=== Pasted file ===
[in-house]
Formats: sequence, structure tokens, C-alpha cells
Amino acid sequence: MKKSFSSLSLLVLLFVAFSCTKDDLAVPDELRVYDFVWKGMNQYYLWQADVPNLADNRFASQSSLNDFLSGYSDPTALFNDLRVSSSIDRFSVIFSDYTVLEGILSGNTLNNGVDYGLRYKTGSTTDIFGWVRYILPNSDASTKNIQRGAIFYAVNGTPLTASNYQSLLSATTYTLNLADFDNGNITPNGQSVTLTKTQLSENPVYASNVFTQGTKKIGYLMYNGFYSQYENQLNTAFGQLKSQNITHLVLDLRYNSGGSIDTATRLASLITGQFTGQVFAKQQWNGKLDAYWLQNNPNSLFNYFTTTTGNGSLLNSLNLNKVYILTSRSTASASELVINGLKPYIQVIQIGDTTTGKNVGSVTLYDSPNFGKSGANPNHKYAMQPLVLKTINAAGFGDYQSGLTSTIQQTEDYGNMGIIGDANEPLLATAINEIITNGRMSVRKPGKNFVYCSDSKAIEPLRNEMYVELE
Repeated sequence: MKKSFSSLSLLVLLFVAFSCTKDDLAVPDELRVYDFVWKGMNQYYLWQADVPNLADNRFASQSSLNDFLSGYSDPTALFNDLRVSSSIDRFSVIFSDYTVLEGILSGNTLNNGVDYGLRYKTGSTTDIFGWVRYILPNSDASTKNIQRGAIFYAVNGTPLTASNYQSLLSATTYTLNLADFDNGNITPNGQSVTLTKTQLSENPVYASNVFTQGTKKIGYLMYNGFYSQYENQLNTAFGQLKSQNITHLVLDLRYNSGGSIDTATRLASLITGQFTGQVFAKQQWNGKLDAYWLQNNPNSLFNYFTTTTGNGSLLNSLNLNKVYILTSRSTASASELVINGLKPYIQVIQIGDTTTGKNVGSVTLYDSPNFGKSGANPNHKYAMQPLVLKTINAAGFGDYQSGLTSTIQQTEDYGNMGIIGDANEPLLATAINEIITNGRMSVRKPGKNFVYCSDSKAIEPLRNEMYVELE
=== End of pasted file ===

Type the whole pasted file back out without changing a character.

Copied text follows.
[in-house]
Formats: sequence, structure tokens, C-alpha cells
Amino acid sequence: MKKSFSSLSLLVLLFVAFSCTKDDLAVPDELRVYDFVWKGMNQYYLWQADVPNLADNRFASQSSLNDFLSGYSDPTALFNDLRVSSSIDRFSVIFSDYTVLEGILSGNTLNNGVDYGLRYKTGSTTDIFGWVRYILPNSDASTKNIQRGAIFYAVNGTPLTASNYQSLLSATTYTLNLADFDNGNITPNGQSVTLTKTQLSENPVYASNVFTQGTKKIGYLMYNGFYSQYENQLNTAFGQLKSQNITHLVLDLRYNSGGSIDTATRLASLITGQFTGQVFAKQQWNGKLDAYWLQNNPNSLFNYFTTTTGNGSLLNSLNLNKVYILTSRSTASASELVINGLKPYIQVIQIGDTTTGKNVGSVTLYDSPNFGKSGANPNHKYAMQPLVLKTINAAGFGDYQSGLTSTIQQTEDYGNMGIIGDANEPLLATAINEIITNGRMSVRKPGKNFVYCSDSKAIEPLRNEMYVELE
Repeated sequence: MKKSFSSLSLLVLLFVAFSCTKDDLAVPDELRVYDFVWKGMNQYYLWQADVPNLADNRFASQSSLNDFLSGYSDPTALFNDLRVSSSIDRFSVIFSDYTVLEGILSGNTLNNGVDYGLRYKTGSTTDIFGWVRYILPNSDASTKNIQRGAIFYAVNGTPLTASNYQSLLSATTYTLNLADFDNGNITPNGQSVTLTKTQLSENPVYASNVFTQGTKKIGYLMYNGFYSQYENQLNTAFGQLKSQNITHLVLDLRYNSGGSIDTATRLASLITGQFTGQVFAKQQWNGKLDAYWLQNNPNSLFNYFTTTTGNGSLLNSLNLNKVYILTSRSTASASELVINGLKPYIQVIQIGDTTTGKNVGSVTLYDSPNFGKSGANPNHKYAMQPLVLKTINAAGFGDYQSGLTSTIQQTEDYGNMGIIGDANEPLLATAINEIITNGRMSVRKPGKNFVYCSDSKAIEPLRNEMYVELE